Jennifer Rodgers, a lecturer at Columbia Law School and a former federal prosecutor in New York, told the Associated Press that these kinds of emails frequently contain all sorts of sensitive information such as case strategy discussions and names of confidential informants.
Brazilian skateboarder Rayssa Leal at the Tokyo Olympic Games.Kyodonews/ZUMA
Rayssa Leal was only 7 when she wentviral. In early September 2015, millions of people watched the video of the then-7-year-old skateboarder, dressed in a bright blue fairy costume, fall twice before triumphantly landing a heelflip. One of them was skateboarding legend Tony Hawk:
Fast-forward to 2021 and the Olympics in Japan, and Leal, now 13, has just become Brazil’s youngest-ever Olympic medalist, winning second place in the women’s street skateboarding competition.
I grew up in Brazil and lived in Rio until recently and I can confirm that Leal, who was born in Imperatriz in the northeastern state of Maranhão, is an absolute sensation back home. The sport is making its Olympic debut this year, and in the early Monday hours, Brazilians tuned in to cheer “one of the stars at the Tokyo Games” as she won the country’s second silver—joining fellow Brazilian skater Kevin Hoefler—and third overall medal in Japan. Leal scored 14.64 points and finished just a spot behind another 13-year-old prodigy, Japan’s Momiji Nishiya, who earned 15.26 points. The hug and fist bump between the two girls after the results came in might have been the best moment of these Olympics so far:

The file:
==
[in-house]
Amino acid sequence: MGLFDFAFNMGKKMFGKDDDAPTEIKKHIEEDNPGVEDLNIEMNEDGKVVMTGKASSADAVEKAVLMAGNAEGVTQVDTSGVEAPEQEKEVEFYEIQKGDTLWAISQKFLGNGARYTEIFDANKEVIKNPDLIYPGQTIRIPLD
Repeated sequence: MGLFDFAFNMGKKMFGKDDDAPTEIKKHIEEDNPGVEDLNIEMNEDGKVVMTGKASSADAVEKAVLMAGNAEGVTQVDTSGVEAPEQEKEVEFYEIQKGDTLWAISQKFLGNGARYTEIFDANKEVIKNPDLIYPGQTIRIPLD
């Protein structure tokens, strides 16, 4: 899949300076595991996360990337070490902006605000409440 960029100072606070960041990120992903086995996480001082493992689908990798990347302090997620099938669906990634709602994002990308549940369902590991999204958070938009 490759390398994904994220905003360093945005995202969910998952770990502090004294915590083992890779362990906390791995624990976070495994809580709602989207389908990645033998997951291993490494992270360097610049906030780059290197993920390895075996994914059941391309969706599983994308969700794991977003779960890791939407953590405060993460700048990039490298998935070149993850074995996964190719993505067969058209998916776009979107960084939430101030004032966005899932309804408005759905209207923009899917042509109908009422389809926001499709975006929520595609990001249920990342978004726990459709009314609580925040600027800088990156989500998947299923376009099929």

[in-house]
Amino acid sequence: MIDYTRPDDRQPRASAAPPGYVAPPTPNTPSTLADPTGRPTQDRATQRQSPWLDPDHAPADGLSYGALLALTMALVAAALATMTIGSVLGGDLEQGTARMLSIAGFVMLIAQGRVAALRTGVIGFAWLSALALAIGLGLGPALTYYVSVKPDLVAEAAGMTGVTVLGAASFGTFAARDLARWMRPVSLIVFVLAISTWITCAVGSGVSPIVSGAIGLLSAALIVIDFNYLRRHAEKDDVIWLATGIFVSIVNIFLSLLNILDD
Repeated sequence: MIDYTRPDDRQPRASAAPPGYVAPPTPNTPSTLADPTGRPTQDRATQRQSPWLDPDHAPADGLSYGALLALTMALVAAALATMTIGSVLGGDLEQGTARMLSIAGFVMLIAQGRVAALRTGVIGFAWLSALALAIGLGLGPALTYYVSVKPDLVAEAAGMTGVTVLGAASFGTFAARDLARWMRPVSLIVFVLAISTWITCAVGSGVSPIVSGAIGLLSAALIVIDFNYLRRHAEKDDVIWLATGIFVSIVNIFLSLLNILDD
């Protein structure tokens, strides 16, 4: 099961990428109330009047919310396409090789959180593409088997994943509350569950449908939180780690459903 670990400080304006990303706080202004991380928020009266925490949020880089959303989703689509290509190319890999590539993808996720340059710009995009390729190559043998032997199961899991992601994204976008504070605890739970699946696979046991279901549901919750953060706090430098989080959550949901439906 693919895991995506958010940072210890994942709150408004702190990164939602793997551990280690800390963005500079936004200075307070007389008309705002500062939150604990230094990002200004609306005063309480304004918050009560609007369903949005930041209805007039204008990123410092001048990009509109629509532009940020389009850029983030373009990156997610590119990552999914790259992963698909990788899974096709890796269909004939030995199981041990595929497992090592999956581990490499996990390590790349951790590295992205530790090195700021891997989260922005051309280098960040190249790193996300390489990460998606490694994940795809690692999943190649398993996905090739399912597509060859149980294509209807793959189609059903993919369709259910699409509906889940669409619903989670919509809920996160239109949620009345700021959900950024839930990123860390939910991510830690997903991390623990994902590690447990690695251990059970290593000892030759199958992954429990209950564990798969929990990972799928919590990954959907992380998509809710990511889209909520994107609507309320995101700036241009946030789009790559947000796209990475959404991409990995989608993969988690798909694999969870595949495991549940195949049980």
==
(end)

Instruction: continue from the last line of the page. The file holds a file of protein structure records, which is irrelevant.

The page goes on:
Watching these two 13 year old giants win gold and silver then congratulate each other is awesome and adorable. pic.twitter.com/MWGvkmbYI1
Despite her youth, Leal has quite an impressive resume. She started skating when she was 6. In 2019, at the age of 11, she became the youngest skater to win a women’s final at the Street Skateboarding League World Tour event in Los Angeles and made it to second place in the world ranking. A year later, she received a nomination for the Laureus Award, the equivalent of the Oscars for sports.
“I’m living a dream,” she wrote to her 4.6 million followers on Instagram just days before this week’s final. She also thanked Hawk for introducing her to the world of skateboarding.
Leal could be seen cheerfully performing viral TikTok dance challenges in between rounds of tricks, until her effortless execution in the final competitive round. After the final, she celebrated her victory with even more dancing alongside a fellow competitor, the equally charismatic Margie Didal from the Philippines.